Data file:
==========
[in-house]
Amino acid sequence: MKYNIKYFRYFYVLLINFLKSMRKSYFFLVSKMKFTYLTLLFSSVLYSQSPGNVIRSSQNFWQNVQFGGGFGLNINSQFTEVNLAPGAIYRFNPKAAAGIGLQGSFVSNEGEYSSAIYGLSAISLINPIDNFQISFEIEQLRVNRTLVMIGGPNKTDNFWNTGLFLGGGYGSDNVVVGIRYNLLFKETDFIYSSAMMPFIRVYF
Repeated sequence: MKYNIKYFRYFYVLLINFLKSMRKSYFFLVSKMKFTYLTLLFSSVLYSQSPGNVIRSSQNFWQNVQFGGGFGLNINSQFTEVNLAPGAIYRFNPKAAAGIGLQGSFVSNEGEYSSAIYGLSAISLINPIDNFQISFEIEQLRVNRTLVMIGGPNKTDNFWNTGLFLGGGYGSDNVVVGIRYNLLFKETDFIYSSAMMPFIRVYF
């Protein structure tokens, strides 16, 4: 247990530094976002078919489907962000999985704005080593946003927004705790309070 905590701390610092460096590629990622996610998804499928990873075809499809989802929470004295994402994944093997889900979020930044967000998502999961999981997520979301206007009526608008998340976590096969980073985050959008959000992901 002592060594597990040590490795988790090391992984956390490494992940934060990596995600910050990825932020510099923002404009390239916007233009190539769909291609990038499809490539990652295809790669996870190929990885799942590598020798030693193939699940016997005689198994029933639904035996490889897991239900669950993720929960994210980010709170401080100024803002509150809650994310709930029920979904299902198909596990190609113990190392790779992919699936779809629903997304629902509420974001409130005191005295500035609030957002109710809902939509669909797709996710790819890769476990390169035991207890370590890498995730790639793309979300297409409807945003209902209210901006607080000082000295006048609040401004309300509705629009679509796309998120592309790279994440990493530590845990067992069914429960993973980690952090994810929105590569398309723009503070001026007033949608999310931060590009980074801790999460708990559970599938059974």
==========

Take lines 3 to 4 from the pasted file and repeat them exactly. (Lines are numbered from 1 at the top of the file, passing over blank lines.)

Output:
Repeated sequence: MKYNIKYFRYFYVLLINFLKSMRKSYFFLVSKMKFTYLTLLFSSVLYSQSPGNVIRSSQNFWQNVQFGGGFGLNINSQFTEVNLAPGAIYRFNPKAAAGIGLQGSFVSNEGEYSSAIYGLSAISLINPIDNFQISFEIEQLRVNRTLVMIGGPNKTDNFWNTGLFLGGGYGSDNVVVGIRYNLLFKETDFIYSSAMMPFIRVYF
């Protein structure tokens, strides 16, 4: 247990530094976002078919489907962000999985704005080593946003927004705790309070 905590701390610092460096590629990622996610998804499928990873075809499809989802929470004295994402994944093997889900979020930044967000998502999961999981997520979301206007009526608008998340976590096969980073985050959008959000992901 002592060594597990040590490795988790090391992984956390490494992940934060990596995600910050990825932020510099923002404009390239916007233009190539769909291609990038499809490539990652295809790669996870190929990885799942590598020798030693193939699940016997005689198994029933639904035996490889897991239900669950993720929960994210980010709170401080100024803002509150809650994310709930029920979904299902198909596990190609113990190392790779992919699936779809629903997304629902509420974001409130005191005295500035609030957002109710809902939509669909797709996710790819890769476990390169035991207890370590890498995730790639793309979300297409409807945003209902209210901006607080000082000295006048609040401004309300509705629009679509796309998120592309790279994440990493530590845990067992069914429960993973980690952090994810929105590569398309723009503070001026007033949608999310931060590009980074801790999460708990559970599938059974």